One evening, on the way back from visiting villagers in rural villagers, I was looking at a photo taken of me in my UNICEF vest and Swazi lihiya (traditional wrap-skirt), clutching my field notes, when the words of an old prophecy came to life: “You’ll one day work with the UN to save the lives of millions of children.”

Wai Jia in her UNICEF vest and Swazi lihiya (traditional wrap-skirt).

Tears gushed. A misfit in medical school, I’d scraped through every exam with my gut in my mouth, never knowing if I’d pass. I struggled with depression.

Even years after graduation, I watched my peers excel while I took a year to serve in Uganda. People said I’d ruined my career. The more I did medicine, the more I felt my life was a mistake.

But one day, on the cusp of turning a year older, God re-defined my identity in Him, vocationally and intrinsically. This is who I was made to be.

My sacrifice, became God’s greatest gift back to me – the gift of identity.

Gift of faith and provision

But what nobody knew was an incredible burden I had carried in Singapore every day, so heavy that it had begun to crush me.

One evening, alone in my room, I cried – undignified and raw – to a God I thought had forgotten me.

For months, I had lost hope of keeping alive the Singapore entity of Kitesong Global, a non-profit I had started. A sponsor had not kept his word. I had a staff waiting on her salary.

I could not imagine heading home to face the same painful reality. Grieved, I scrolled through old photos of the launch at Kitesong Global in America. Did that really happen?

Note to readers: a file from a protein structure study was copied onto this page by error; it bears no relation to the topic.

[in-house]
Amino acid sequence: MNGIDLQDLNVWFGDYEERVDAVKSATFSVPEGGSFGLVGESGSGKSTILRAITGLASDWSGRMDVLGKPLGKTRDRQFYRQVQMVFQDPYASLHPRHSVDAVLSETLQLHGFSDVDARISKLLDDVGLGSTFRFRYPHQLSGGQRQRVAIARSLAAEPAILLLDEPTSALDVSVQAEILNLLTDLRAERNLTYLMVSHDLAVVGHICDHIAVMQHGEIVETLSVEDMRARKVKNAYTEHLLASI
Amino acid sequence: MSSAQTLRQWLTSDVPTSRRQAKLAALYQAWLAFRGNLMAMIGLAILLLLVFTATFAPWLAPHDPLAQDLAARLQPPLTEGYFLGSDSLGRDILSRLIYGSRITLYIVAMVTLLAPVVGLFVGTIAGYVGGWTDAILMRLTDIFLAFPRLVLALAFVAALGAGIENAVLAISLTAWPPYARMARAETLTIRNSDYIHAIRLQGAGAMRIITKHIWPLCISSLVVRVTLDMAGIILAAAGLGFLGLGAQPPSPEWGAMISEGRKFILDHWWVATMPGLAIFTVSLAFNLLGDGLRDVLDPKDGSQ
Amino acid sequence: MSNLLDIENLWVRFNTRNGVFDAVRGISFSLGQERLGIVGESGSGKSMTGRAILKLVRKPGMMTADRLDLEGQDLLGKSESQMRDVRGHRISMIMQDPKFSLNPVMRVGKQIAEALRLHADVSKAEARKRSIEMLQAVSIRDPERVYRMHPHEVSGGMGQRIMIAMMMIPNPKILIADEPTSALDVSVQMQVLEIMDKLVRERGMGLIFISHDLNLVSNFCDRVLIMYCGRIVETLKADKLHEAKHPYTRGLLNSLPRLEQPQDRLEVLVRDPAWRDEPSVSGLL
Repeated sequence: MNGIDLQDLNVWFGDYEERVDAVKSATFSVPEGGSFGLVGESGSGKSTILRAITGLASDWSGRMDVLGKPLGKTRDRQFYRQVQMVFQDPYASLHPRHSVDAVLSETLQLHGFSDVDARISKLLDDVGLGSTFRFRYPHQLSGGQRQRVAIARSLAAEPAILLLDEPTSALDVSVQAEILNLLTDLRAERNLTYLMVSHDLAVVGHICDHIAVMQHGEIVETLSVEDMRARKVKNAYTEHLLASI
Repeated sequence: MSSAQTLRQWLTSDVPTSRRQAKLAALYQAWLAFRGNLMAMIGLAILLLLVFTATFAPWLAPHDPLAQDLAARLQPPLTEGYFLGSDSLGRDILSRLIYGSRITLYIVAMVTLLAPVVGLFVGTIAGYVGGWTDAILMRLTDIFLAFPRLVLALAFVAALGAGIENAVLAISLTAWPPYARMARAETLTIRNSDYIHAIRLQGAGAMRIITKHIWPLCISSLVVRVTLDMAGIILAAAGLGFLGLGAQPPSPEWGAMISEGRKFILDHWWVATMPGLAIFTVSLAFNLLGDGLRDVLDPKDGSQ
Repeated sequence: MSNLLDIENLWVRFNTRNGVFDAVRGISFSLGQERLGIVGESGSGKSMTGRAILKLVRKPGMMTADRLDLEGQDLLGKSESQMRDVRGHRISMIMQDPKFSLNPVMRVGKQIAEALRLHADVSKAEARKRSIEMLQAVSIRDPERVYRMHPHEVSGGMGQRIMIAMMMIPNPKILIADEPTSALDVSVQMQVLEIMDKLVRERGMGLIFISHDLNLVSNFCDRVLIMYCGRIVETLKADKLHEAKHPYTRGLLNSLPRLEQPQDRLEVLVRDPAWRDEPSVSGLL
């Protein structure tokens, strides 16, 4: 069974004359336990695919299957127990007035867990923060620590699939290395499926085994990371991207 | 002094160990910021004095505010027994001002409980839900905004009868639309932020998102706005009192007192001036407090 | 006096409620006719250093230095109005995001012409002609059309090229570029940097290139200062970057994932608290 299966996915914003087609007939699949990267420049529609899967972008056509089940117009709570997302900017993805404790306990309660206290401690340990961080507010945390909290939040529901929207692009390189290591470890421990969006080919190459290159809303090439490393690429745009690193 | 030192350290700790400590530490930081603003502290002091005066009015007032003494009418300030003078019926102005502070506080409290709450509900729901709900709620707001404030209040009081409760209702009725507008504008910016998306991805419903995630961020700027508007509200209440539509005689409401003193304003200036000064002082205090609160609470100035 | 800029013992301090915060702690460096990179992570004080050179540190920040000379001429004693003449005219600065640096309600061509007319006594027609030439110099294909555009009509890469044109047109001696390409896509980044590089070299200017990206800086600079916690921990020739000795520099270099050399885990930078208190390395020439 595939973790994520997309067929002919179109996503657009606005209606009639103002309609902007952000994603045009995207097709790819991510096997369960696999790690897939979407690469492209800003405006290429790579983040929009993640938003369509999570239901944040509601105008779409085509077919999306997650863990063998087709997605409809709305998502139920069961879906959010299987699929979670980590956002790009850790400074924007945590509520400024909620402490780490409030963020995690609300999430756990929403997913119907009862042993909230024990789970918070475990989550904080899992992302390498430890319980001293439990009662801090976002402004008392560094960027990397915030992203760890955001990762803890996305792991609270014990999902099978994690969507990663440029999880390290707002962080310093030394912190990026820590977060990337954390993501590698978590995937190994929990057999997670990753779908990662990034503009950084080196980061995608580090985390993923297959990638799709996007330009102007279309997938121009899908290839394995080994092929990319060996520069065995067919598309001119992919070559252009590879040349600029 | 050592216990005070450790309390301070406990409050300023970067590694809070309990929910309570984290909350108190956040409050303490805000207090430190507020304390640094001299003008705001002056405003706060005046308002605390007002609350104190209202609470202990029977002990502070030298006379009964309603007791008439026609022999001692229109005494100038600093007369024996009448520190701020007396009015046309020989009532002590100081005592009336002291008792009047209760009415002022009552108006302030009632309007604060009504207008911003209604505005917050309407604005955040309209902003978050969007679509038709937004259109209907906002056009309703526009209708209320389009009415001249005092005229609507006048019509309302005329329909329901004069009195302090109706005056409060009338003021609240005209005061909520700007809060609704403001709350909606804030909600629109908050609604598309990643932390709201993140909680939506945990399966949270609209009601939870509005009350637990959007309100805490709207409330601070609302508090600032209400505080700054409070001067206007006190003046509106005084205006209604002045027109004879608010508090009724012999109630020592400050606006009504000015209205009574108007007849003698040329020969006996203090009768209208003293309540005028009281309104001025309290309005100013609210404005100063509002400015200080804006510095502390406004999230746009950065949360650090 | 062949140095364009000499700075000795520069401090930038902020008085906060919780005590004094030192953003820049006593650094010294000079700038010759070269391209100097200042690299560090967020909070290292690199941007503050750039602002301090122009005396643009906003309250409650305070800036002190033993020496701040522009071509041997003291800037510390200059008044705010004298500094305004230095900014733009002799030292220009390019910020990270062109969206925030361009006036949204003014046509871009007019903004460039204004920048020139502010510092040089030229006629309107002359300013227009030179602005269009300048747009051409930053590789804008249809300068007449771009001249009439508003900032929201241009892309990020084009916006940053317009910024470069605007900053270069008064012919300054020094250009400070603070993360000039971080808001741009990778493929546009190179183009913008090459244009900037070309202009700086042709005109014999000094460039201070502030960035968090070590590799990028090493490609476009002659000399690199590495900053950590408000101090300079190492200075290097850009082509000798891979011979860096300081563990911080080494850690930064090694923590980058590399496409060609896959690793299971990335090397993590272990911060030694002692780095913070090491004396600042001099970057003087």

The launch of Kitesong Global, an international non-profit that aims to see every dream set free, at Johns Hopkins Bloomberg School of Public Health in 2018.

My faith felt tested beyond its limit. 

Heaving with grief, sobbing hard, I fell into a deep slumber… awakening to find an email from a new sponsor that he would commit $20,000 to support our first staff member.

A week later, a day before my birthday, my finance volunteer wrote to me: “The sponsor’s funds will only come in a few months, but I checked today and, miraculously, there’s now already $20,000 sitting in the account from other people.”

Tears streamed down my cheeks.

If God could raise $40,000 which was half of our budget, He could do the rest, surely.

My sacrifice became God’s greatest gift back to me – the gift of faith and provision.

Gift of love

The night before my birthday, I received a phonecall.

“Are you ready to train tomorrow?”


“Can you train 80 rural heath motivators from the various villages?”

I was stunned. This was nothing short of a miracle.

Wai Jia training 80 rural health motivators on conducting health and vaccine-related conversations in their villages.

For days, my local colleagues had laboured to gain the support of community leaders for the re-training and re-deployment of community health workers to help increase vaccination rates in the most rural of communities.

Of all days, the training was arranged to be on my birthday itself.